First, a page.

# Introduction to workloopR

## Welcome to workloopR

In this vignette, we’ll provide an overview of core functions in workloopR. Other vignettes within the package give more details with respect to specific use-cases. Examples with code can also be found within each function’s Help doc.

workloopR (pronounced “work looper”) provides functions for the import, transformation, and analysis of muscle physiology experiments. As you may have guessed, the initial motivation was to provide functions to analyze work loop experiments in R, but we have expanded this goal to cover additional types of experiments that are often involved in work loop procedures. There are three currently supported experiment types: work loop, simple twitch, and tetanus.

## Analytical pipelines

To cut to the chase, workloopR offers the ability to import, transform, and then analyze a data file. For example, with a work loop file:

library(workloopR)

## import the workloop.ddf file included in workloopR
package = 'workloopR'),
phase_from_peak = TRUE)

## select cycles 3 through 5 using a peak-to-peak definition
wl_selected <- select_cycles(wl_dat, cycle_def = "p2p", keep_cycles = 3:5)

## run the analysis function and get the full object
wl_analyzed <- analyze_workloop(wl_selected, GR = 2)
## for brevity, the print() method for this object produces a simple output
wl_analyzed
#> File ID: workloop.ddf
#> Cycles: 3 cycles kept out of 6
#> Mean Work: 0.00308 J
#> Mean Power: 0.08474 W
## but see the structure for the full output, e.g.
#str(wl_analyzed)

## or run the analysis but get the simplified version
wl_analyzed_simple <- analyze_workloop(wl_selected, simplify = TRUE, GR = 2)
wl_analyzed_simple
#>   Cycle        Work  Net_Power
#> a     A 0.002785397 0.07639783
#> b     B 0.003147250 0.08661014
#> c     C 0.003305744 0.09122522

Batch processing of files within a directory (e.g. successive trials of an experiment) is also readily achieved:

## batch read and analyze files included with workloopR
package = 'workloopR'),
cycle_def = "p2p",
keep_cycles = 2:4,
phase_from_peak = TRUE
)

## now summarize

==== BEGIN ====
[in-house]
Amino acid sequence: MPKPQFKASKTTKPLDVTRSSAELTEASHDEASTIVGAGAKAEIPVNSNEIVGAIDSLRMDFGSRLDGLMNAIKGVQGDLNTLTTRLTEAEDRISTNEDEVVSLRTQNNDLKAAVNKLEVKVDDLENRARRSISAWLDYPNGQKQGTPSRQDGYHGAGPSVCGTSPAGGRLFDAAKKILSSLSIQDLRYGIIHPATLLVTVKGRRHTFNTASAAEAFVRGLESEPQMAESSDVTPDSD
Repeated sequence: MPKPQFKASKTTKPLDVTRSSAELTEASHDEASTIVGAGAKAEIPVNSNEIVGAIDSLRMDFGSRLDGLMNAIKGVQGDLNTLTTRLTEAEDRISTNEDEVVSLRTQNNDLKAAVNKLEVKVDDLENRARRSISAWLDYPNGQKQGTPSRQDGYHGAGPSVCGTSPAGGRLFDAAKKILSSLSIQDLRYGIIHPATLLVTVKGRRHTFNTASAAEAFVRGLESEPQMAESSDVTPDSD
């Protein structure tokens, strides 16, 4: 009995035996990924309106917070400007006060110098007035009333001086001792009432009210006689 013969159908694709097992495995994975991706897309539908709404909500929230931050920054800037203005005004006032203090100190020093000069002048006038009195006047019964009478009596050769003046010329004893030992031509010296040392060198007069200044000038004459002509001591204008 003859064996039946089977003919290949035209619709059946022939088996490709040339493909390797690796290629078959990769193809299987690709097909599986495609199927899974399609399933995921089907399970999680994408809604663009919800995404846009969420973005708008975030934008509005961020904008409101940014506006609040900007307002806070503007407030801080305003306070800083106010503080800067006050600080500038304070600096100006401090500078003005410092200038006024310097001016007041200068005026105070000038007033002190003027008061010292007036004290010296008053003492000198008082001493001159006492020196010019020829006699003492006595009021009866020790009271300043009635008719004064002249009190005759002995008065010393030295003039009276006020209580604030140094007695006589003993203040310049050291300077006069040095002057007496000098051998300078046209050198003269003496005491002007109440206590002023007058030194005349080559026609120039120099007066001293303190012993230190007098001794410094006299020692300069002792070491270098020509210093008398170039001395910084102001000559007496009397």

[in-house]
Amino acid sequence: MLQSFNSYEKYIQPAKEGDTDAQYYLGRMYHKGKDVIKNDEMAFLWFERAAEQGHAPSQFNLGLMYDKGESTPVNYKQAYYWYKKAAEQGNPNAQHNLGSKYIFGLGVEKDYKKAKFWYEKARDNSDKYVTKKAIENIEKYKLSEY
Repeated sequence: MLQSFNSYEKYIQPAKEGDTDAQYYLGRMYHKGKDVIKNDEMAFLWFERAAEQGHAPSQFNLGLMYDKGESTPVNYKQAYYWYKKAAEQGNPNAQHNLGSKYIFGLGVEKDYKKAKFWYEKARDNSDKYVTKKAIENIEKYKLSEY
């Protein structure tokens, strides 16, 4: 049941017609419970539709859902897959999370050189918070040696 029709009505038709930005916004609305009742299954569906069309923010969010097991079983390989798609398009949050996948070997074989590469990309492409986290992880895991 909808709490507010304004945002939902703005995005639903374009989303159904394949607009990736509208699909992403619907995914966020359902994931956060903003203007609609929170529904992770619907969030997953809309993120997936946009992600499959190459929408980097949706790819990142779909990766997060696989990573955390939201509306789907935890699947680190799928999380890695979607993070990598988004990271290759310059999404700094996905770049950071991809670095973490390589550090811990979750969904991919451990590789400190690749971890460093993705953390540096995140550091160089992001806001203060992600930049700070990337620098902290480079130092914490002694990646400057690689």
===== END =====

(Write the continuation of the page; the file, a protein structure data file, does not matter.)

summarized_wls <- summarize_wl_trials(analyzed_wls)
summarized_wls
#>         File_ID Cycle_Frequency Amplitude  Phase Stimulus_Pulses
#> 1 01_4pulse.ddf              28      3.15 -24.36               4
#> 2 02_2pulse.ddf              28      3.15 -24.64               2
#> 3 03_6pulse.ddf              28      3.15 -24.92               6
#> 4 04_4pulse.ddf              28      3.15 -24.64               4
#>   Stimulus_Frequency      mtime     Mean_Work   Mean_Power
#> 1                300 1620177156  0.0028362363  0.078967198
#> 2                300 1620177156  0.0009686570  0.026247519
#> 3                300 1620177156 -0.0001310863 -0.004017894
#> 4                300 1620177156  0.0024082708  0.066959552

Sections below will give more specific overviews.

## Data import

Data that are stored in .ddf format (e.g. generated by Aurora Scientific’s Dynamic Muscle Control and Analysis Software) are easily imported via the function read_ddf(). Two additional all-in-one functions (read_analyze_wl() and read_analyze_wl_dir()) also import data and subsequently transform and analyze them. More on those functions later!

Importing via these functions generates objects of class muscle_stim, which are formatted to work nicely with workloopR’s core functions and help with error checking procedures throughout the package. muscle_stim objects are organized to store time-series data for Time, Position, Force, and Stimulation in a data.frame and also store core metadata and experimental parameters as Attributes.

We’ll provide a quick example using data that are included within the package.

library(workloopR)

## import the workloop.ddf file included in workloopR
package = 'workloopR'),
phase_from_peak = TRUE)

## muscle_stim objects have their own print() and summary() S3 methods
## for example:
summary(wl_dat) # some handy info about the imported file
#> # Workloop Data: 3 channels recorded over 0.3244s
#>
#> File ID: workloop.ddf
#> Mod Time (mtime): 2021-05-04 18:12:35
#> Sample Frequency: 10000Hz
#>
#> data.frame Columns:
#>   Position (mm)
#>   Force (mN)
#>   Stim (TTL)
#>
#> Stimulus Offset: 0.012s
#> Stimulus Frequency: 300Hz
#> Stimulus Width: 0.2ms
#> Stimulus Pulses: 4
#> Gear Ratio: 1
#>
#> Cycle Frequency: 28Hz
#> Total Cycles (L0-to-L0): 6
#> Amplitude: 3.15mm

## see the first few rows of data stored within
#> # Workloop Data: 3 channels recorded over 6e-04s
#> File ID: workloop.ddf
#>
#>    Time Position    Force Stim